Ecological rehabilitation Lac Bay Mangroves, Bonaire: from knowledge to proactive intervention

Since 2010, the Dutch Ministry of Economic Affairs has supported a series of projects towards the sustainable management and restoration of the Netherlands’ most important mangrove wetland: the protected Lac Bay of Bonaire. This principally occurs within the context of the Wageningen University and Research Center “BO” (policy supporting research) Program. Thanks to a follow-up project titled “Ecological restoration of the Lac Area”, several innovative interventions are now being planned for 2016.

Photo on the right: Mangrove creeks need to be kept open for health water circulation

On the east coast of Bonaire, the mangrove forests and associated seagrass beds of the Ramsar wetlands of Lac are of great value as nursery habitat for many important reef fish species including snappers, grunts and groupers. Particularly important is the role of mangrove creek habitat as habitat for the internationally endangered Rainbow parrotfish (Scarus guacamaia). Following initial orientation visits by experts from IMARES in 2010, and the formulation of an action plan together with designated management authority STINAPA Bonaire, the first main step was to conduct ecological baseline studies (see reports below).

Resilience: mangroves bounce back quickly once roaming livestock is fenced out
Resilience: mangroves bounce back quickly once roaming livestock is fenced out

A principal cause for the absence of mangrove vegetations around the shores of the bay is the presence of roaming livestock. Within the Wageningen-UR BO mangrove initiative, several livestock exclosures were constructed in 2011. These quickly and clearly showed the positive effects of livestock exclusion from the otherwise barren areas surrounding the bay. This means that simple livestock exclusion, can quickly result in lush shoreline vegetation, and should be an effective means by which to trap and limit the excess influx of sediments and nutrients caused by man-induced erosion from land.

Infilling is the greatest longterm ecosystem threat to the bay’s nursery function
Infilling is the greatest longterm ecosystem threat to the bay’s nursery function

The largest and single-most important threat to the ecological functioning of the bay is that in the last decades it has been rapidly filling in with sediment. This is not only due to infilling from erosion on land, but also due to the biological productivity in the bay itself. As a consequence, on average the bay has been losing 2.34 hectares of productive waters each year. In shallow, hot and saline backwaters mangroves and important nursery fish species simply do not survive. To re-establish water depth, removal of built-up sediments and re-establishing open water connections are the real only solution. Therefore, one of the most important early recommendations was to use a few small pilot projects to demonstrate the utility of such active interventions. While the use of active interventions is commonplace in Dutch nature management, it is a largely new and unfamiliar management paradigm in the Caribbean. Therefore, to ensure broader acceptance of such an approach it was deemed critical to first demonstrate it through small pilot studies that could provide tangible “proof of concept” (see report Lac Bonaire – Restoration Action Spear Points - sep 2010).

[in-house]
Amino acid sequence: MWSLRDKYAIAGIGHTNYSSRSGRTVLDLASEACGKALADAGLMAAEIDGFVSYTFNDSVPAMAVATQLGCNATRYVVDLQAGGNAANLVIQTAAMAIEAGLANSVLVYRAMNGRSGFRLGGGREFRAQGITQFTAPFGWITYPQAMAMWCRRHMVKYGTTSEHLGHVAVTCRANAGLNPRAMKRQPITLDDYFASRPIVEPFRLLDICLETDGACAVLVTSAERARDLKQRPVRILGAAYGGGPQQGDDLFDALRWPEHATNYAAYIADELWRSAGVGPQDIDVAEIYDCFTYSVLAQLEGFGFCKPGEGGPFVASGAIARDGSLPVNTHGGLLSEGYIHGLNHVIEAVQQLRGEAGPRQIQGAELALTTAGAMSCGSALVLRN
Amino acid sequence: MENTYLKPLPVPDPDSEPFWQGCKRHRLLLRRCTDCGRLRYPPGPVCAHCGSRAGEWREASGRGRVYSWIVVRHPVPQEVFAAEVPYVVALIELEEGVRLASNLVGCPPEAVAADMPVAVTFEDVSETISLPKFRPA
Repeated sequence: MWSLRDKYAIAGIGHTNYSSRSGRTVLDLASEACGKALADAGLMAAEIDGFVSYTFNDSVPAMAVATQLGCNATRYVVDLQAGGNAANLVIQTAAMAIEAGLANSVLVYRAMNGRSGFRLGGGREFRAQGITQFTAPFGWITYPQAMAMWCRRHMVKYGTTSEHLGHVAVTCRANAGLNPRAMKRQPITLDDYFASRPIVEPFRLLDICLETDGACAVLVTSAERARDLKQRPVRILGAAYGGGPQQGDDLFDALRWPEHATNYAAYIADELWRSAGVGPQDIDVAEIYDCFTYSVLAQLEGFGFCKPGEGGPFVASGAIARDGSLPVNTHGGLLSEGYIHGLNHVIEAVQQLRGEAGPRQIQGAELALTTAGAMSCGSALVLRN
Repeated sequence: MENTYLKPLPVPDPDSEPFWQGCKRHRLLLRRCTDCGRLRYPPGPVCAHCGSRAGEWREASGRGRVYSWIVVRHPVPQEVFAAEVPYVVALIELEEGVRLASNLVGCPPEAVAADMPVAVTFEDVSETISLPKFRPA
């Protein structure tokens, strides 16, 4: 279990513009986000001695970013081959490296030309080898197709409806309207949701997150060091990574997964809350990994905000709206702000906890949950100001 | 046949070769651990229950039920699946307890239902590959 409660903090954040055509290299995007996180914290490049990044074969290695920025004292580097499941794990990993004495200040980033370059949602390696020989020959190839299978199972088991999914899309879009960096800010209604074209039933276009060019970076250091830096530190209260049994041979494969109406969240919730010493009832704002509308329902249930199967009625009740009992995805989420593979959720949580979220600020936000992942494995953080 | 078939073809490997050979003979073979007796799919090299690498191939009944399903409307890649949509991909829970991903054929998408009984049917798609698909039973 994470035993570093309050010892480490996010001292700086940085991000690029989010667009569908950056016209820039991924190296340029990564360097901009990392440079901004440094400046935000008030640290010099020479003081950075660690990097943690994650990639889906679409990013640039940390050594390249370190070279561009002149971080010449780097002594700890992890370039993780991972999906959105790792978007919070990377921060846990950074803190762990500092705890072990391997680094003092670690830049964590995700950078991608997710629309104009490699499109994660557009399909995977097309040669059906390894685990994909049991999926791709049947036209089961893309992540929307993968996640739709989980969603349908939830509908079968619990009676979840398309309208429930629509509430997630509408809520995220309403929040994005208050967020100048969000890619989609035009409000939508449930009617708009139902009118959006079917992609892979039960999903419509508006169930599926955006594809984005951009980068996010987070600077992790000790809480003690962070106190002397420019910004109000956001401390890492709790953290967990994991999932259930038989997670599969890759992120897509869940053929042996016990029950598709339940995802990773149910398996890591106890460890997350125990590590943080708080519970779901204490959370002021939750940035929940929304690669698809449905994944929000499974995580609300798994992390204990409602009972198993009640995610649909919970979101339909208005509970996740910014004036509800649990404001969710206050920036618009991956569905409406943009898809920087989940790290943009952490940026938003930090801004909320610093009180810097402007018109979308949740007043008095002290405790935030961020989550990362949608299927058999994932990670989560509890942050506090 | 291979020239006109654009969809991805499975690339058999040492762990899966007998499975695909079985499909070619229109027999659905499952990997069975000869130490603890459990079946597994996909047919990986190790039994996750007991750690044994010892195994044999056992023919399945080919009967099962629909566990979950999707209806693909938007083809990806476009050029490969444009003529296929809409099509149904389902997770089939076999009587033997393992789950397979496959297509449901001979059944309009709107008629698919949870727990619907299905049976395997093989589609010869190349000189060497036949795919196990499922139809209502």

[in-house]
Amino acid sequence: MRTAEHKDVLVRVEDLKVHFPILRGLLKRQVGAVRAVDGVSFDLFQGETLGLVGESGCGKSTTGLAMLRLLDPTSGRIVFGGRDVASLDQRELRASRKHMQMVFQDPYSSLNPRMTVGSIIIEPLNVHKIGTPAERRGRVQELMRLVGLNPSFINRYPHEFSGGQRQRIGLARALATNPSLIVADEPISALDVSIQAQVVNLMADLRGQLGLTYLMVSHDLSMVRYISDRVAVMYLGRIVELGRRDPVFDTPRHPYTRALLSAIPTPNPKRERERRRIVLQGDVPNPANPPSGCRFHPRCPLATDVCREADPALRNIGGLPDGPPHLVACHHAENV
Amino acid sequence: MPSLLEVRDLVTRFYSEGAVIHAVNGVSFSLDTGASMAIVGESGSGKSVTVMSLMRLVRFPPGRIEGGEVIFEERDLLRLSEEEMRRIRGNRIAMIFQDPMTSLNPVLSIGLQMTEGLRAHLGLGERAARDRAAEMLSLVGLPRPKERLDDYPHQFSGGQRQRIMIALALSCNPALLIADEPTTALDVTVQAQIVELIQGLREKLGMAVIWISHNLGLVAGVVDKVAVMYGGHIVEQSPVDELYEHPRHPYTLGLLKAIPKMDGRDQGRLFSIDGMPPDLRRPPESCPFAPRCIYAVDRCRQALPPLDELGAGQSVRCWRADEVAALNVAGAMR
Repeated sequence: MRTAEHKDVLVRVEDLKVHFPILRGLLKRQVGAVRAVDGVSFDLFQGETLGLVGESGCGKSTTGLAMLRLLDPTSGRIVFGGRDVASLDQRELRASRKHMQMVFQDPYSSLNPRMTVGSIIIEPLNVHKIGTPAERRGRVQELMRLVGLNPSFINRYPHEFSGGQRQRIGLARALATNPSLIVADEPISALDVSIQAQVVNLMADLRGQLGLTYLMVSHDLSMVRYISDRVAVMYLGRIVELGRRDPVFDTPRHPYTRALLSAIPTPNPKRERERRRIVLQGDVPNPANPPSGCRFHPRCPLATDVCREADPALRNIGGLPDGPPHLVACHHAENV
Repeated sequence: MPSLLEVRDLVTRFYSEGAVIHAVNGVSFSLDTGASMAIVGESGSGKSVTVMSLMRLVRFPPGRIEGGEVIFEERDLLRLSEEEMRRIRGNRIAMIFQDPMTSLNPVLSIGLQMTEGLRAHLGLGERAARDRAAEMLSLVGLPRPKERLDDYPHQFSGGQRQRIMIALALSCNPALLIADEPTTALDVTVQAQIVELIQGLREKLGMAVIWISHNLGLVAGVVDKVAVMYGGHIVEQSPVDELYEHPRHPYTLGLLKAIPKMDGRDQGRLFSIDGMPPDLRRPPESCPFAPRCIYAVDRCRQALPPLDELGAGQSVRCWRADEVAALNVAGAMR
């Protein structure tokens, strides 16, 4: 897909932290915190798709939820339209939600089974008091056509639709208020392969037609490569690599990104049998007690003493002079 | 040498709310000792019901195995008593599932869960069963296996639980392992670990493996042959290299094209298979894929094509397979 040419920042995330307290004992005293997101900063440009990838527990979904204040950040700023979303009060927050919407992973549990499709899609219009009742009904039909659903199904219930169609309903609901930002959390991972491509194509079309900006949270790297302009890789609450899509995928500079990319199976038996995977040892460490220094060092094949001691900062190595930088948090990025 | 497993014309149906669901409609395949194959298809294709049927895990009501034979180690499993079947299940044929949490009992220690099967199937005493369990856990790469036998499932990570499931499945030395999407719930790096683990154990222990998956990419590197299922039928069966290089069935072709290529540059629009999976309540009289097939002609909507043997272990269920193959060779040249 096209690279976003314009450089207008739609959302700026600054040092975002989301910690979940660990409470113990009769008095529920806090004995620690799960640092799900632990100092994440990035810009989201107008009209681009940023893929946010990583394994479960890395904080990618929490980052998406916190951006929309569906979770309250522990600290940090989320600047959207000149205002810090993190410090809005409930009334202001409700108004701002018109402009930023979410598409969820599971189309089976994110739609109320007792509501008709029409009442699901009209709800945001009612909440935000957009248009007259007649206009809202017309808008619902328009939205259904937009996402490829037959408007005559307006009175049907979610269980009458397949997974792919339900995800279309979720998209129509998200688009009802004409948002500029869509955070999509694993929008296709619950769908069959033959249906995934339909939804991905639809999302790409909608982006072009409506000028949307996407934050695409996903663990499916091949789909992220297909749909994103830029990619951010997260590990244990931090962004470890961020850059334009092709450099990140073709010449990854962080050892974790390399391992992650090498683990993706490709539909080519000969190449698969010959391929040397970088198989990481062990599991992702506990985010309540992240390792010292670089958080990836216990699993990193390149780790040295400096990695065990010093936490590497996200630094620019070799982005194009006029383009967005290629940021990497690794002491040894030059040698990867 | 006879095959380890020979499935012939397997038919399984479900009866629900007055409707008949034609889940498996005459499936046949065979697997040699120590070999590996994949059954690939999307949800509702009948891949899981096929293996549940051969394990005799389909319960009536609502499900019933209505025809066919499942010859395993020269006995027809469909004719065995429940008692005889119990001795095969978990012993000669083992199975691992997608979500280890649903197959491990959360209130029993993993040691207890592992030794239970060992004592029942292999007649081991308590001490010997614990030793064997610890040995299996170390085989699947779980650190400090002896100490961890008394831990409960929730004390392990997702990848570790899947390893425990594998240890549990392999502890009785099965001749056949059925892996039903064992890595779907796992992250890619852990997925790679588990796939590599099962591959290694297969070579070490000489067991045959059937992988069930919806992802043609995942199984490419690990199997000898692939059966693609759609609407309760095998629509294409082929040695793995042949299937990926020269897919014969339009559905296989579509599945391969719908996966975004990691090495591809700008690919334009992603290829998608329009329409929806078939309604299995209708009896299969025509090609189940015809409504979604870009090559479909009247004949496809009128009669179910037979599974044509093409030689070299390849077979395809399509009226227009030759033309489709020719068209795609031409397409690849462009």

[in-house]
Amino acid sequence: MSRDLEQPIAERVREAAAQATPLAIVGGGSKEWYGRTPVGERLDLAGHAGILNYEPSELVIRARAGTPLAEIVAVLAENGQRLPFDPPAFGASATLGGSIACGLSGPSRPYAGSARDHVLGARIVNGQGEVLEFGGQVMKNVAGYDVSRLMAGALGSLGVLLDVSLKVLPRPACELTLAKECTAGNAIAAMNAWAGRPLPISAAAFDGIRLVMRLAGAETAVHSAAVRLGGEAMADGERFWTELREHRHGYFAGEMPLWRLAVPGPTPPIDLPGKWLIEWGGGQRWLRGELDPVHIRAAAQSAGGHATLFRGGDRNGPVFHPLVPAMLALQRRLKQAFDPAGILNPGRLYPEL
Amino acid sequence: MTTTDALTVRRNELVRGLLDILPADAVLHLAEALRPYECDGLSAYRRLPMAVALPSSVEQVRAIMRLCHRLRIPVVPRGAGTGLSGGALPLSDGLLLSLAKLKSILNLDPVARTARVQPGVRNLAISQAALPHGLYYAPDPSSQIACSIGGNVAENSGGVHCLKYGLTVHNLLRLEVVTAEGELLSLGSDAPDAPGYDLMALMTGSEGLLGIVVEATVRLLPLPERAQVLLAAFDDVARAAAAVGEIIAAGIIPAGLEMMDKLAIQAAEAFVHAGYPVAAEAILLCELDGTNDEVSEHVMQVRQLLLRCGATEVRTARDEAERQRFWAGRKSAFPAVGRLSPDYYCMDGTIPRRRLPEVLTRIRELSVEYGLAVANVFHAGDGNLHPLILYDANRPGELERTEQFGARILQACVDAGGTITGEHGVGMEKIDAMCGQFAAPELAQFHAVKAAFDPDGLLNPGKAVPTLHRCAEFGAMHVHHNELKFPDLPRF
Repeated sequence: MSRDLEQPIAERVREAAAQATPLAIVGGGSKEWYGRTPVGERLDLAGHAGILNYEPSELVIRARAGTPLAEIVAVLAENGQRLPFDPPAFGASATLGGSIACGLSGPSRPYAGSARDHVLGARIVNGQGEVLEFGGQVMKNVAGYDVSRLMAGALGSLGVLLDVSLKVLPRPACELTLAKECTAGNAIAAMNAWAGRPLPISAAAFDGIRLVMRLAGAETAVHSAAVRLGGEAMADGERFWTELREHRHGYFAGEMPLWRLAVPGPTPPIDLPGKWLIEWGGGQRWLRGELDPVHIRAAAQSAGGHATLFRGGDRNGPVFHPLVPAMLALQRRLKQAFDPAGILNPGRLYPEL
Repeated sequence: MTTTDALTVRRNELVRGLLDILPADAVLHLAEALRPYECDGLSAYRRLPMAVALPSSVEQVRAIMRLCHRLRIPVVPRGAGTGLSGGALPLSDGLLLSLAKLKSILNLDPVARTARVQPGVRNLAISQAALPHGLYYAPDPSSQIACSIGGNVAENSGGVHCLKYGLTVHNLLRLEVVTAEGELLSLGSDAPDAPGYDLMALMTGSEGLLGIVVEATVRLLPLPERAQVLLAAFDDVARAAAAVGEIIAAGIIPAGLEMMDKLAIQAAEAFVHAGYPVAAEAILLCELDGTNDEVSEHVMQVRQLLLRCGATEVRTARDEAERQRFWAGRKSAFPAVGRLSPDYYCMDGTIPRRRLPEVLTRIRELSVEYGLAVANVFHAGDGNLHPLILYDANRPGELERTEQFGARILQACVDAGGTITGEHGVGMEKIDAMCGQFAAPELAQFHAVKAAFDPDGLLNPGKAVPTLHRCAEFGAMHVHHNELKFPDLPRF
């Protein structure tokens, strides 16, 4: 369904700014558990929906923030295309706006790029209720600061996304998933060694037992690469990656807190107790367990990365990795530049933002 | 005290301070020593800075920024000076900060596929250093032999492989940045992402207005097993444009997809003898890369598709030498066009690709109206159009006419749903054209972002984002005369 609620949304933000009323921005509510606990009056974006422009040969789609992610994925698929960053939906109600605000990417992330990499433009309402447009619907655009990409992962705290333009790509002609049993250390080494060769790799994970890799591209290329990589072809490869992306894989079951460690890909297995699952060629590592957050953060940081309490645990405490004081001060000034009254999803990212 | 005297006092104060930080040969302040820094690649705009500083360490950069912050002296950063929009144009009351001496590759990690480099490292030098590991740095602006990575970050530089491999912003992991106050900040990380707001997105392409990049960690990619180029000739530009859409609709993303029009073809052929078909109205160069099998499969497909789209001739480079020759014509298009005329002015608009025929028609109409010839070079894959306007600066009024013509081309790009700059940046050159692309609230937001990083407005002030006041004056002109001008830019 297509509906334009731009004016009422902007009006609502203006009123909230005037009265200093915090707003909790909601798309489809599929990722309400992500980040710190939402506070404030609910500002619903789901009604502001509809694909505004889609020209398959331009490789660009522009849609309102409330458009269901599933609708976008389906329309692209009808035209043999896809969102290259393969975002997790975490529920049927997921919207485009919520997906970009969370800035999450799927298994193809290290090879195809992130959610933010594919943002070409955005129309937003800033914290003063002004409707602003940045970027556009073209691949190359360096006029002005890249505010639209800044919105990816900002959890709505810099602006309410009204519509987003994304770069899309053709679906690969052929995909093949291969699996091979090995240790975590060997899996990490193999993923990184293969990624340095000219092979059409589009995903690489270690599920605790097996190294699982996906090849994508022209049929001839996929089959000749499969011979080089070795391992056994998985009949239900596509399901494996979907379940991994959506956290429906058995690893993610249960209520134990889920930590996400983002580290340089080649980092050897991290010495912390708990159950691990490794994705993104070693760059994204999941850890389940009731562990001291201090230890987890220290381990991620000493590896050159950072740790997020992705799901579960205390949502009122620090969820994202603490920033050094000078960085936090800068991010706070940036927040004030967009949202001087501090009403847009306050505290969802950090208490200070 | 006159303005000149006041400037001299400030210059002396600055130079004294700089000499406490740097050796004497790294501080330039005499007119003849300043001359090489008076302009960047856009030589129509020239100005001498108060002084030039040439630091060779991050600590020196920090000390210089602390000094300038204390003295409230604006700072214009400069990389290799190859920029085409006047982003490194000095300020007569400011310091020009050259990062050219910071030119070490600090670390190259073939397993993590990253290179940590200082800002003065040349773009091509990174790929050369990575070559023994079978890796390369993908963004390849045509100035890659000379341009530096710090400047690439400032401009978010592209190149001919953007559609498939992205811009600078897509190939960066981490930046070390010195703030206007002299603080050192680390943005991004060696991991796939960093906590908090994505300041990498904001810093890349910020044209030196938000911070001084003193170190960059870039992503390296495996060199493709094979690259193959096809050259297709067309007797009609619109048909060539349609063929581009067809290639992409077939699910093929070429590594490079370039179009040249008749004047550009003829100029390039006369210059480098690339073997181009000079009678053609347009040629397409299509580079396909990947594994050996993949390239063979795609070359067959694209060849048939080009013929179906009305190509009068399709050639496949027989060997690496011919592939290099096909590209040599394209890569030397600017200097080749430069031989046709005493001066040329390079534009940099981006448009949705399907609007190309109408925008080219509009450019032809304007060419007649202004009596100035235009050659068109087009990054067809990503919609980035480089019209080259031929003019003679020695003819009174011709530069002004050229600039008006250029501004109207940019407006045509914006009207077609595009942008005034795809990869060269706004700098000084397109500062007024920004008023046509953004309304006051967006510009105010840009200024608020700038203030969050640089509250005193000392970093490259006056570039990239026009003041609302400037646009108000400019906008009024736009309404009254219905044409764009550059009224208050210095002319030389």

As critical follow-up, in 2013, IMARES led the drafting of a new project to implement several physical management interventions. Mid-2015 the project was approved by the Dutch government and which means that in 2016 several interventions will take place to enhance and restore the ecological functioning of the bay. In this IMARES, and her sister-organizations Alterra and Wageningen University will help ensure scientific standards for these projects while execution will be the responsibility of STINAPA Bonaire and the Bonaire Office of Spatial Planning and Policy.

IMARES Reports Lac 2010-2015

IMARES Publications Lac